Engineers in the R&D departments in the companies within the Demant Group work every day to develop state-of-the-art technologies and break technological boundaries within software, hardware, electrical engineering and many more areas. Furthermore, we have an equally large Quality department that ensures our medical products are tried, tested, and safe for all users. The significant number of departments and different areas of engineering leave our engineering graduates with the difficult choice of choosing only four rotations throughout their Graduate Programme. We have asked this year's new Engineering Graduate, Teresa Cabella, how she navigates in the abundance of opportunities and how she pulls on her colleagues' experiences and advice to build the perfect programme.
What opportunities are there as an Engineering Graduate?
Many engineering graduates start the programs with a rotation in the department of Quality. This is an excellent way to get a comprehensive overview of both the company's product portfolio and the requirements associated with being a medical company. Overall, R&D is certainly where most opportunities are for an engineering graduate. This is the largest department in the company and includes divisions such as Software, Hardware, Embedded Systems and Silicon Engines. Nevertheless, graduates in the past have also explored other areas of the business including Oticon Medical, EPOS and Intellectual Properties.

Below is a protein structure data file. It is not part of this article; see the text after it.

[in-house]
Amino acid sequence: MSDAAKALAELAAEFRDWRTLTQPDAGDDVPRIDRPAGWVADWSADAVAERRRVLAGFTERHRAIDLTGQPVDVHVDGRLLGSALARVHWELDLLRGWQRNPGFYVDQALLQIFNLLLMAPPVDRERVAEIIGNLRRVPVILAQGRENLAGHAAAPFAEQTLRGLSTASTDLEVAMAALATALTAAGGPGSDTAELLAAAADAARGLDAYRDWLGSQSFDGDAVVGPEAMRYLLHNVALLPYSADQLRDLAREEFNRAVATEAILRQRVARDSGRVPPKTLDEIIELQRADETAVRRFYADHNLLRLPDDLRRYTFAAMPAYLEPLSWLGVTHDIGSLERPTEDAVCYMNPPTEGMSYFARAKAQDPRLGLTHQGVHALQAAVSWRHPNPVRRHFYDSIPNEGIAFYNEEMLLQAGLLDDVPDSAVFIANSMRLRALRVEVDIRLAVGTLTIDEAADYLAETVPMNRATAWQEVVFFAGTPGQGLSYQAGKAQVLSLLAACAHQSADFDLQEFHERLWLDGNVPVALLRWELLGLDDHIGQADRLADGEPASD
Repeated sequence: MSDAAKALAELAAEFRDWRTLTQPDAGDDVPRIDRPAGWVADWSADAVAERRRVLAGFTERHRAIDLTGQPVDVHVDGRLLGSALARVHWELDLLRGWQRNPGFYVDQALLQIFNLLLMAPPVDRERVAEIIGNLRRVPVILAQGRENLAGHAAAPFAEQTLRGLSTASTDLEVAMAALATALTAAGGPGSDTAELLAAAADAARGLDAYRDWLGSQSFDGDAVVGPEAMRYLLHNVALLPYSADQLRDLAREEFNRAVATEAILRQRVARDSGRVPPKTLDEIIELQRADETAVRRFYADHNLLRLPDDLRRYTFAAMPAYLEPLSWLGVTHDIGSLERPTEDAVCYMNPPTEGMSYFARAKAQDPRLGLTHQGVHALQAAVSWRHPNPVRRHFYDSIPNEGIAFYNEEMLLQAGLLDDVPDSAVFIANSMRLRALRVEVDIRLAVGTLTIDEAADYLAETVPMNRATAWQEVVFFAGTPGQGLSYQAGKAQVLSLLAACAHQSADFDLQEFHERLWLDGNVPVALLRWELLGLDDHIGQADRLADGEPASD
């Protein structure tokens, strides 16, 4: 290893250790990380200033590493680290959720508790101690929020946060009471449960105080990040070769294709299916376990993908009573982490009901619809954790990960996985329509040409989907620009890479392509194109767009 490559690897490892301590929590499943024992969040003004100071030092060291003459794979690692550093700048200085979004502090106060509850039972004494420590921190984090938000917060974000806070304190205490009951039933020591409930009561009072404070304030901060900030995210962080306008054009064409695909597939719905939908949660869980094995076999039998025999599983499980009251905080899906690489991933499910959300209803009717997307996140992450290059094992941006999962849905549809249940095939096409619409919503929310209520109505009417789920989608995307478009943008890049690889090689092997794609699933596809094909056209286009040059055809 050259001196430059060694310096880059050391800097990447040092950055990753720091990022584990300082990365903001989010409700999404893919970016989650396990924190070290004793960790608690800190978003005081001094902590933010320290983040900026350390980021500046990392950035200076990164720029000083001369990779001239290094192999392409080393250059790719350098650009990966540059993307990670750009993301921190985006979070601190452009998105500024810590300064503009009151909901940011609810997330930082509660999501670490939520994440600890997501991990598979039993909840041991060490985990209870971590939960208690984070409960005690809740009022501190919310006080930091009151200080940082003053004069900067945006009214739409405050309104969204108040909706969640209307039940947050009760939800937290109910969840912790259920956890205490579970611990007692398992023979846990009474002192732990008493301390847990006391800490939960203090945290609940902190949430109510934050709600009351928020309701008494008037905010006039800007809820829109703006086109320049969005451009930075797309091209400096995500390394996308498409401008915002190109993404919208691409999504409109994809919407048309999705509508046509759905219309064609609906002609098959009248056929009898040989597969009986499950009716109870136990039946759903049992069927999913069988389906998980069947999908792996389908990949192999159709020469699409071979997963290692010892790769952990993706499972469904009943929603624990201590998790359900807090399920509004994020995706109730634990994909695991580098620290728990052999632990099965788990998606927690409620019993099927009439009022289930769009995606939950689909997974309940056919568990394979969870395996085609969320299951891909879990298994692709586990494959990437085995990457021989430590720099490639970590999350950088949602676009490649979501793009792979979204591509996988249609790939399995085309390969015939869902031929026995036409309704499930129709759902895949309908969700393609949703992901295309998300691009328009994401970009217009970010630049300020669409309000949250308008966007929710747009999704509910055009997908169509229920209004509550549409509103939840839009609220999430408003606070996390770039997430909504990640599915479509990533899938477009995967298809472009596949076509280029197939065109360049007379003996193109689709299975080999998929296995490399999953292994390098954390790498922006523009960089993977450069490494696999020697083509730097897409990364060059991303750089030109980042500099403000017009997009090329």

Networking is also a useful tool to scout for new opportunities. As a graduate you will collaborate with many different teams within the company. Hence, if you find yourself being interested in a specific function, I recommend you reach out and create your own opportunity.
What do you need to consider before choosing your rotation?
My advice is to first consider what are the skills you would like to develop in your forthcoming rotation. The next step would then be to meet with a manager from the department you are interested in to align your expectations. If previous graduates have also been in a department you are considering for a rotation, it would be a good idea to meet with them to gain a more detailed insight on what their experience was like.
Lastly, remember that this is an opportunity to gain a broad understanding of the organization, so diversifying your rotations is also important to consider.
Facing many opportunities and considerations, how do you then decide on your rotations as an Engineering Graduate?
You may want to consider thinking strategically about your rotations. Make sure to build up the hard and soft skills relevant to the career path you intend to pursue, while also taking advantage of this experience to explore your capabilities outside your comfort zone.
As a graduate at Demant, you will be assigned a host-manager and will also have the opportunity to be part of the mentoring programme. Both your manager and mentor will be individuals with many years of working experience in engineering and human resources, respectively. If you are not sure which department or role would be the best fit for your rotation, your manager and mentor are key resources to guide you and support you take the best decision.
Teresa Cabella, Engineering Graduate